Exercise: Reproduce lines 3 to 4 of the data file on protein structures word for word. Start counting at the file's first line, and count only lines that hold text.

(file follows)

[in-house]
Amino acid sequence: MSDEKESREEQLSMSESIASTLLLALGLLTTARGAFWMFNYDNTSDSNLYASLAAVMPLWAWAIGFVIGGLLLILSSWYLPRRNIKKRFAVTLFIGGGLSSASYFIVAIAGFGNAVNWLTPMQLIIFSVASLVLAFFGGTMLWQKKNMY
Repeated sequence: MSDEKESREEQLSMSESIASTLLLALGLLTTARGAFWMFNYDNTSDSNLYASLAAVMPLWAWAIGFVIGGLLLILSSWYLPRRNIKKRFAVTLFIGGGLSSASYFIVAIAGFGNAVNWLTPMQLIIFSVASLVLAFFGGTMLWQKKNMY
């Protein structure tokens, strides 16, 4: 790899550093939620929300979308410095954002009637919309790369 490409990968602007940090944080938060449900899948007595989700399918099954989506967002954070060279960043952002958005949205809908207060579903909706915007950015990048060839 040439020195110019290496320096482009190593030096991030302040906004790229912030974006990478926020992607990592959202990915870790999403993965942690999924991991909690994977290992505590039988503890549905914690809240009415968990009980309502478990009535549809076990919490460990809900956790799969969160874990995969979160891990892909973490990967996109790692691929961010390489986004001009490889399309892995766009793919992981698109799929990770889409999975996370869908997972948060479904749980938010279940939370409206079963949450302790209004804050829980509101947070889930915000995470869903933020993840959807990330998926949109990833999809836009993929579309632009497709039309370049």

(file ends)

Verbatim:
Repeated sequence: MSDEKESREEQLSMSESIASTLLLALGLLTTARGAFWMFNYDNTSDSNLYASLAAVMPLWAWAIGFVIGGLLLILSSWYLPRRNIKKRFAVTLFIGGGLSSASYFIVAIAGFGNAVNWLTPMQLIIFSVASLVLAFFGGTMLWQKKNMY
């Protein structure tokens, strides 16, 4: 790899550093939620929300979308410095954002009637919309790369 490409990968602007940090944080938060449900899948007595989700399918099954989506967002954070060279960043952002958005949205809908207060579903909706915007950015990048060839 040439020195110019290496320096482009190593030096991030302040906004790229912030974006990478926020992607990592959202990915870790999403993965942690999924991991909690994977290992505590039988503890549905914690809240009415968990009980309502478990009535549809076990919490460990809900956790799969969160874990995969979160891990892909973490990967996109790692691929961010390489986004001009490889399309892995766009793919992981698109799929990770889409999975996370869908997972948060479904749980938010279940939370409206079963949450302790209004804050829980509101947070889930915000995470869903933020993840959807990330998926949109990833999809836009993929579309632009497709039309370049």